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"You are supposed to pay your taxes"

This could mean that you should pay your taxes, under obligation. It could also mean that someone (probably the speaker) has presumed that you do pay your taxes.

"You are expected to pay your taxes"

Again, this could mean that you should pay your taxes, under obligation. It could also mean that someone (probably the speaker) has presumed that you do pay your taxes.

I've always been fascinated, and annoyed, at the dual meaning of "expect". The presumptive meaning of "suppose" is rare in modern English, so this parallel hasn't been clear to me until recently.

Why would these two different words be synonymous for two different pairs of meanings?

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    Because sposta and expected to are modals, and all modals have both a deontic sense -- obligation -- and an epistemic sense -- assumed/predicted. Just like must can be "obliged" as in You must attend the meeting (deontic), but also "assumed/predicted" as in This must be the place (epistemic). Apr 14, 2015 at 2:40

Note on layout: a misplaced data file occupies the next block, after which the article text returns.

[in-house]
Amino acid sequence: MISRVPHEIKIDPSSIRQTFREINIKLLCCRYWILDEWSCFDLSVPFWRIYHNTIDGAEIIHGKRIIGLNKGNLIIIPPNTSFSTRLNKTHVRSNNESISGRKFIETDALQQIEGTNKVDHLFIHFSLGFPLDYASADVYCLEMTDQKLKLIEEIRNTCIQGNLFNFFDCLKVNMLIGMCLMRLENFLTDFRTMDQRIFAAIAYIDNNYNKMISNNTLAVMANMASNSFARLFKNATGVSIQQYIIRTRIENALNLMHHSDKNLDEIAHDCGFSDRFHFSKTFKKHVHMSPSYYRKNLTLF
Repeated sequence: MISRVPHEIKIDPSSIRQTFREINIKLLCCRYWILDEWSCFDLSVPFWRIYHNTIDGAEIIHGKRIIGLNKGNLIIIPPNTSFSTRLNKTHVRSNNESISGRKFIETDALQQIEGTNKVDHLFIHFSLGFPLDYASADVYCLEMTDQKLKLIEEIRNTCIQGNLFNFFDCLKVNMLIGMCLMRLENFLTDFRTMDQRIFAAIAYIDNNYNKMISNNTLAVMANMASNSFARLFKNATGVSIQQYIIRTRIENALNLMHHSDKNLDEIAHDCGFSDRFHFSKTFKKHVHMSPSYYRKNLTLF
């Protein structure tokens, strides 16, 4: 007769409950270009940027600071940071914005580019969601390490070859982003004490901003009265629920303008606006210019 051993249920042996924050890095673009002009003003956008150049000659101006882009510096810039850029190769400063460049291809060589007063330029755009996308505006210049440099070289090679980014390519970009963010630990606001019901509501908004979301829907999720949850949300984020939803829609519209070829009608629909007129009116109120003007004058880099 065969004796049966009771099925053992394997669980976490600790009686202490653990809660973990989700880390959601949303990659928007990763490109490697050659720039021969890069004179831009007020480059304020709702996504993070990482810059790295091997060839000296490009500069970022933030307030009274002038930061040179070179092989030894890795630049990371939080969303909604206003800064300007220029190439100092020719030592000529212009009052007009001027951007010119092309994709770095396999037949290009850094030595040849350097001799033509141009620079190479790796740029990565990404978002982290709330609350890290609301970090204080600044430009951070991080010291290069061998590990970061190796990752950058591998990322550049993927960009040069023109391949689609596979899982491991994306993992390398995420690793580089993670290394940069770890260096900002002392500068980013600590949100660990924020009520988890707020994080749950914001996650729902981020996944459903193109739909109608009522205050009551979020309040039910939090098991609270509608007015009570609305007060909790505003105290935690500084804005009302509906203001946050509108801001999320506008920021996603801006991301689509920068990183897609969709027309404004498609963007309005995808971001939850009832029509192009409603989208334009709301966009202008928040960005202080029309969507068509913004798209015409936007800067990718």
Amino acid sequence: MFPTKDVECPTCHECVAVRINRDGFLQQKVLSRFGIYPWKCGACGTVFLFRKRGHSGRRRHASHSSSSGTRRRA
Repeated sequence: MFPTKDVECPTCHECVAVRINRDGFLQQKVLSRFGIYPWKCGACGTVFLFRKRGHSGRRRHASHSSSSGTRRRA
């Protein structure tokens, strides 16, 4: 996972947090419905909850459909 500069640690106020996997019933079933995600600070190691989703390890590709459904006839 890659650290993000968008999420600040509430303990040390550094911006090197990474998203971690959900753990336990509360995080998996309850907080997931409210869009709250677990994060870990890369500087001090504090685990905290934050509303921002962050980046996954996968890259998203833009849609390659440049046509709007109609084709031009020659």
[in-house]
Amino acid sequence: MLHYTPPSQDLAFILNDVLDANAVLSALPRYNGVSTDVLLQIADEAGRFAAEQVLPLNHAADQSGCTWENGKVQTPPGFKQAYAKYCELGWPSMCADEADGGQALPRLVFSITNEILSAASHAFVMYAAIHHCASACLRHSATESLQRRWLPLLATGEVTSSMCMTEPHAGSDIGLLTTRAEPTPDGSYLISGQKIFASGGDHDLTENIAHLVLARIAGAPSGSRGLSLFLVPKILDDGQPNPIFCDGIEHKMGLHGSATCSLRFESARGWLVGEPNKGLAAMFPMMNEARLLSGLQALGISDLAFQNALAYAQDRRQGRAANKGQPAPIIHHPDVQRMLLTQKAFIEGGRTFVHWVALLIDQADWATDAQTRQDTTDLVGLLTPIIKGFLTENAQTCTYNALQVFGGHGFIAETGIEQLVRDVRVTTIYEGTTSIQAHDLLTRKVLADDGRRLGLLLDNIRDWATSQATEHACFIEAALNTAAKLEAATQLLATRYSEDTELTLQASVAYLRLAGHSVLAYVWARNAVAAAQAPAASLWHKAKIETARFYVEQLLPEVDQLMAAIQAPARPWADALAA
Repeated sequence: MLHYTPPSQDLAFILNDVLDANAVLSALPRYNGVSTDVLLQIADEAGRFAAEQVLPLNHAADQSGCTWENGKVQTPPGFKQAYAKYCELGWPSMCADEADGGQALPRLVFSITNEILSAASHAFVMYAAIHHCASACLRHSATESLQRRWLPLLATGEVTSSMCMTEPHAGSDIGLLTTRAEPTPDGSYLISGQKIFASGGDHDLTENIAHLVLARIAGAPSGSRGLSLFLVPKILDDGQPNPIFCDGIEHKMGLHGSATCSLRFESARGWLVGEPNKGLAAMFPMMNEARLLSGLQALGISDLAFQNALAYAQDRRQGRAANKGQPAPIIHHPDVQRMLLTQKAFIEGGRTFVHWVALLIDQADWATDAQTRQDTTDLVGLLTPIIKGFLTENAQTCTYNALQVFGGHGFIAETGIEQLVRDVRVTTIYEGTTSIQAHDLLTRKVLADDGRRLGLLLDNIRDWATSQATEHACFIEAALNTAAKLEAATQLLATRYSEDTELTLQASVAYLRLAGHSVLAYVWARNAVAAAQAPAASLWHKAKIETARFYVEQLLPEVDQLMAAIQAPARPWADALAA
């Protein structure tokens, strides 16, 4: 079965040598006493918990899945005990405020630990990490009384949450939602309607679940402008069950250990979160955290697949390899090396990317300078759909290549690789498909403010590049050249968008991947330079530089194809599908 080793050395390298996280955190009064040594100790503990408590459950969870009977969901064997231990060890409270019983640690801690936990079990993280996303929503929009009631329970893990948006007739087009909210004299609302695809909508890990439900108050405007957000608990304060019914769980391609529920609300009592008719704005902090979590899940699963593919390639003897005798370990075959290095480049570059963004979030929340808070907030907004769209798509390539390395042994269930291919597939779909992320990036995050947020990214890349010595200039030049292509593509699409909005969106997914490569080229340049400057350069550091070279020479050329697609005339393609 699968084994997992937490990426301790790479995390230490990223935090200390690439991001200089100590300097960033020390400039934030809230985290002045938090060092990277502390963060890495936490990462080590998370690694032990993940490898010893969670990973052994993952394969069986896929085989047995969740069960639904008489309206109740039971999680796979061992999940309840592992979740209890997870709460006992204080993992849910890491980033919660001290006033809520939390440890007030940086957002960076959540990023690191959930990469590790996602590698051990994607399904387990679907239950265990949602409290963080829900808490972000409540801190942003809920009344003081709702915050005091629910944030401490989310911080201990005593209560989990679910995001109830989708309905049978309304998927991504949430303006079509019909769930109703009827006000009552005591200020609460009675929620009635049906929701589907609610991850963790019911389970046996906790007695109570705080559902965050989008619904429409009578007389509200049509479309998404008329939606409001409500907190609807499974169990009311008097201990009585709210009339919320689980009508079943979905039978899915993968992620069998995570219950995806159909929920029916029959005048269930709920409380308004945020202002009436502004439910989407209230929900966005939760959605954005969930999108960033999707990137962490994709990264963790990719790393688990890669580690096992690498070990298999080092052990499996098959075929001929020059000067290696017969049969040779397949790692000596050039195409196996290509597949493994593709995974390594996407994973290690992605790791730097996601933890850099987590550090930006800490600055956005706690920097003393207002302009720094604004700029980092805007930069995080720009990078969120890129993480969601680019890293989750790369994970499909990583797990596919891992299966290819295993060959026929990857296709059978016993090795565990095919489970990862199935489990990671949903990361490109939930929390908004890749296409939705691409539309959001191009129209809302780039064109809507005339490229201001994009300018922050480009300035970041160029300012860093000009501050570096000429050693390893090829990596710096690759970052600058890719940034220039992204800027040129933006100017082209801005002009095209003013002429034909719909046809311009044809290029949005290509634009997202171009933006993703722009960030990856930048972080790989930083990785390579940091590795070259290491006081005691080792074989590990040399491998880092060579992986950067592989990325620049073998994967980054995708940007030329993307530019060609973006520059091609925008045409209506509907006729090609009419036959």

• @JohnLawler that's an excellent answer. Why post as a comment instead of an answer?
    – Sparr
    Apr 14, 2015 at 4:10
  • @JohnLawler: Please post that as an answer, unless you're saving answer #1000 for a special question ;)
    – Tushar Raj
    Apr 14, 2015 at 8:50
  • @Tushar: Already done that, multiple times. I get tired of repeating myself. Since nobody finds official answers, I see no reason to differentiate them from comments, which nobody finds, either. Apr 14, 2015 at 14:06
  • @JohnLawler expecting me to know the words "modal" and "deontic" when searching for an answer to this problem is ridiculous.
    – Sparr
    Apr 14, 2015 at 14:19

1 Answer 1

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Because sposta and expected to are modals, and all modals have both a deontic sense -- obligation -- and an epistemic sense -- assumed/predicted. Just like must can be "obliged" as in You must attend the meeting (deontic), but also "assumed/predicted" as in This must be the place (epistemic).

Quoted from @JohnLawler's comment on this question.

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